The Not-So-Amazing Spider-Man (Part 1)

Just last week, the latest trailer for the Marc Webb-directed, Sony Pictures-produced Spider-Man reboot “The Amazing Spider-Man” was released to generally positive reception. Since the film’s outset, I’ve been following production with a critical eye, watching as one of my favorite superheroes of all time was visibly warped into something far beyond his roots. Yes, I can honestly say that I am anything but excited for the new movie being released this July.

Before getting to the trailer itself, I’ll just preface this by saying that I am a huge fan of the first two Sam Raimi-directed Spider-Man films and, like many, was devastated when the developing fourth film was cancelled in favor of a reboot. I’m already working on another post detailing everything that went down in that debacle for those who don’t already know, but suffice to say, there was still plenty of life left in Raimi’s Spider-Man universe. Those films were hugely popular and spawned an entire generation of fans that grew up with them and became heavily invested in their characters, visual style, and drama.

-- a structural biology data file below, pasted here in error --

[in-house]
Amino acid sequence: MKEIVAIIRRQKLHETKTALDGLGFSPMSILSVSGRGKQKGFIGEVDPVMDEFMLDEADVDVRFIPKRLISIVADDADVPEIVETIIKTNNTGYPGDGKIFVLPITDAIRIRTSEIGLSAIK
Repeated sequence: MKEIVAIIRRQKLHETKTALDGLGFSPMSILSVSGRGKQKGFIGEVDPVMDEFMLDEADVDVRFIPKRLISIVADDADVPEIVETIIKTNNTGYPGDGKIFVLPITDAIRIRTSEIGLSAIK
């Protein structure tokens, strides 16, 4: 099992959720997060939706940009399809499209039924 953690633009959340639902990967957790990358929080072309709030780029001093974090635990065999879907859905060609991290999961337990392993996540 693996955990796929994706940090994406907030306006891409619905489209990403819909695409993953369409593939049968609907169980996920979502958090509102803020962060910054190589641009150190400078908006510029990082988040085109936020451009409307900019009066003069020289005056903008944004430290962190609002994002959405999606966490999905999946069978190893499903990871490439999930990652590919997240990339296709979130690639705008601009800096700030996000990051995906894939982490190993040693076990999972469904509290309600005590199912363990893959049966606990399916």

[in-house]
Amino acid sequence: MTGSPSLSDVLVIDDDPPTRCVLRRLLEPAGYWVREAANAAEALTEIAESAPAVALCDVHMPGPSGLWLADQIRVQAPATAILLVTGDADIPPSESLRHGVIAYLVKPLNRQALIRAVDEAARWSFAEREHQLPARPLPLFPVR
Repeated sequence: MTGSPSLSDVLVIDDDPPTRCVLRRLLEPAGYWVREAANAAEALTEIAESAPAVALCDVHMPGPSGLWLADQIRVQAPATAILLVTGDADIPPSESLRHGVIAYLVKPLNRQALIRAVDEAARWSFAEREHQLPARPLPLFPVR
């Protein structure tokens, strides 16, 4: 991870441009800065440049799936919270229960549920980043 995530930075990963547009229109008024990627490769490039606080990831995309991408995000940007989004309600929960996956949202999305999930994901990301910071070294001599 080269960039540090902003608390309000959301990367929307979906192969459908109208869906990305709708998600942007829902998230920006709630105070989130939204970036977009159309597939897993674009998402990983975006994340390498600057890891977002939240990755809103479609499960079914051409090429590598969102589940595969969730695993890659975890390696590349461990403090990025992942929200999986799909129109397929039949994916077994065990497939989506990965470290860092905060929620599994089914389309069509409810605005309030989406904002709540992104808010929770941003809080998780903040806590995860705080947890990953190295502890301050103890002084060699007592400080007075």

Sony doesn’t seem to be at all concerned with regaining that audience, as evidenced by this new direction. And let there be no mistake about it – quality is taking a backseat to the rushed timetable this film is on, a result of a deal between Marvel Studios and Sony dictating that Sony will lose the Spider-Man movie rights to Marvel if they don’t put out a new movie after a certain number of years.

But for now, let’s take a look at why the new movie seems to be missing quite a few marks already. Here’s the trailer for those who haven’t seen it yet:

BACKGROUND

The creative problems that Sony and Sam Raimi clashed over on Spider-Man 3 and the unproduced fourth film are well-documented. Sony, obviously wanting more control over future Spidey films and already planning on Raimi’s eventual departure, had a backup plan in place – James Vanderbilt, writer of Zodiac, would write scripts for Spider-Man 5 and 6 to follow up what would’ve been Raimi’s last Spidey outing. When talks broke down on the fourth film, Vanderbilt’s scripts were dusted off and rewritten to reflect the new, rebooted direction of the series.